U.S. officials have disabled a botnet that steals data from infected computers as part of the "most complete and comprehensive enforcement action ever taken by U.S. authorities to disable an international botnet," according to a statement from the Department of Justice.
It's the first time law enforcement in the U.S. has requested permission from a court to take control of a botnet, according to a request for a temporary restraining order that was granted. Similar action was taken by Dutch officials who downloaded "good" software to computers infected with Bredolab botnet malware, the filing said.
In this case the malware, called "Coreflood," records keystrokes and private communications, enabling it to steal usernames, passwords, and other private personal and financial information. Once a computer is infected with Coreflood, the malware communicates with a command-and-control server, allowing it to remotely control the compromised computer. The botnet is believed to have infected more than 2 million Windows-based computers worldwide in nearly 10 years.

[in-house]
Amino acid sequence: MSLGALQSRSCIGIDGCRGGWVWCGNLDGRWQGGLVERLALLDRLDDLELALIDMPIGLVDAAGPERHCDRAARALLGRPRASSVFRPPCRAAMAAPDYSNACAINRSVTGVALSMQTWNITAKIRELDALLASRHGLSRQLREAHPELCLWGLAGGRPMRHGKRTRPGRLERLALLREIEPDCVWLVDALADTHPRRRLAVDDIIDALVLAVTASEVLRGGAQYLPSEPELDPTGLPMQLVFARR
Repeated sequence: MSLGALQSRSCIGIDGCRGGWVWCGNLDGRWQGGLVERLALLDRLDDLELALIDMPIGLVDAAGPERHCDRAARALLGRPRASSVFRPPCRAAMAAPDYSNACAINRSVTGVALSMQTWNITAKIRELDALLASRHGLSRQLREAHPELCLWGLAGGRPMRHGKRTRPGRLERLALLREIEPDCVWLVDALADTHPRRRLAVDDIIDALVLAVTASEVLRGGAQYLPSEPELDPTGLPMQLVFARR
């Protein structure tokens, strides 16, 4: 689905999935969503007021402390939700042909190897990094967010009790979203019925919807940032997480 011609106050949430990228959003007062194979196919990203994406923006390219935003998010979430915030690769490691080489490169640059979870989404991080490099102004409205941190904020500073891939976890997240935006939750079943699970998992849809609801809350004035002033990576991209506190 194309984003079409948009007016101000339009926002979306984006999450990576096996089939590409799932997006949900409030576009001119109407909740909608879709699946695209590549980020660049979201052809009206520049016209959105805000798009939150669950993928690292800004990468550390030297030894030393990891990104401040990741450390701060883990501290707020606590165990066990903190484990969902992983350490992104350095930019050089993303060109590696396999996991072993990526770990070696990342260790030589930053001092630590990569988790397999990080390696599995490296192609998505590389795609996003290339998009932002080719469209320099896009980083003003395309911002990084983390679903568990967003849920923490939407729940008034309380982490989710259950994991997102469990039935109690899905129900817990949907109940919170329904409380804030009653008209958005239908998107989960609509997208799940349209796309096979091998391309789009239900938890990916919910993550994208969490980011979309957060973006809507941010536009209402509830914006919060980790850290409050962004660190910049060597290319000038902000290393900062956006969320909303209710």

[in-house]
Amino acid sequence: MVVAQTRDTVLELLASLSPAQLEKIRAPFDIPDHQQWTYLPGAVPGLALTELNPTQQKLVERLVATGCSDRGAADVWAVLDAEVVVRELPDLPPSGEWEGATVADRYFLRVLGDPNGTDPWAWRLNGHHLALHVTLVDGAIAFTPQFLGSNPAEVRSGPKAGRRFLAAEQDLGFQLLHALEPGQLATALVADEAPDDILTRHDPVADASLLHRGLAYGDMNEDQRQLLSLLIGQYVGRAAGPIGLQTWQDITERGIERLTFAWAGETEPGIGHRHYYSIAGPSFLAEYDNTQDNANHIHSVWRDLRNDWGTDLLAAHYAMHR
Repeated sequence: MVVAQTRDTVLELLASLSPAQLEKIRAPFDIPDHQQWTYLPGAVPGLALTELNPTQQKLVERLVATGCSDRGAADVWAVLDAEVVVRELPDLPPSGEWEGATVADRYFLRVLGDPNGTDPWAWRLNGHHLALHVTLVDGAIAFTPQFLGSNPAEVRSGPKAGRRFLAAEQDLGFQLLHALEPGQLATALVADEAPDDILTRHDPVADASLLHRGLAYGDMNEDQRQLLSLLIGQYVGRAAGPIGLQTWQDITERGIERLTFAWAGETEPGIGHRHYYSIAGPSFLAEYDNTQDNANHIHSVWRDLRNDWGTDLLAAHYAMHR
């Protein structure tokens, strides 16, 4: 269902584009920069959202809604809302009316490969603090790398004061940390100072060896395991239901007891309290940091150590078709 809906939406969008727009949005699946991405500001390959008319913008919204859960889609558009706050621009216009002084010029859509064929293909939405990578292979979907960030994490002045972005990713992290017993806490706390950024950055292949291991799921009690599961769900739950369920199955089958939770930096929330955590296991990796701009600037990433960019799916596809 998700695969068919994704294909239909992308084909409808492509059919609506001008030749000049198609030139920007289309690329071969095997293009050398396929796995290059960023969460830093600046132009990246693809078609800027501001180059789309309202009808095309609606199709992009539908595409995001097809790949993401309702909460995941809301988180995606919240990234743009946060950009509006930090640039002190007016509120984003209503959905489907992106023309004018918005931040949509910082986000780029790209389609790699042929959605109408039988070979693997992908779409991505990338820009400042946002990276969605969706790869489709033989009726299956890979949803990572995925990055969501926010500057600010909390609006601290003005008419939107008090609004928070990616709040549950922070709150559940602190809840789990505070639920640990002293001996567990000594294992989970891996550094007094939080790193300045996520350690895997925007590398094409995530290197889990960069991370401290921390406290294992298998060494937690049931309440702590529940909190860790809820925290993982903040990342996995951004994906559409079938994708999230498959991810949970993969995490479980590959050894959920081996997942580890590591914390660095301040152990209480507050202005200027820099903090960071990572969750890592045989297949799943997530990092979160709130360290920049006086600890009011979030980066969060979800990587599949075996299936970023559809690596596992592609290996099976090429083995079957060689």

For more on this story, read U.S. shutters botnet, can disable malware remotely on CNET News.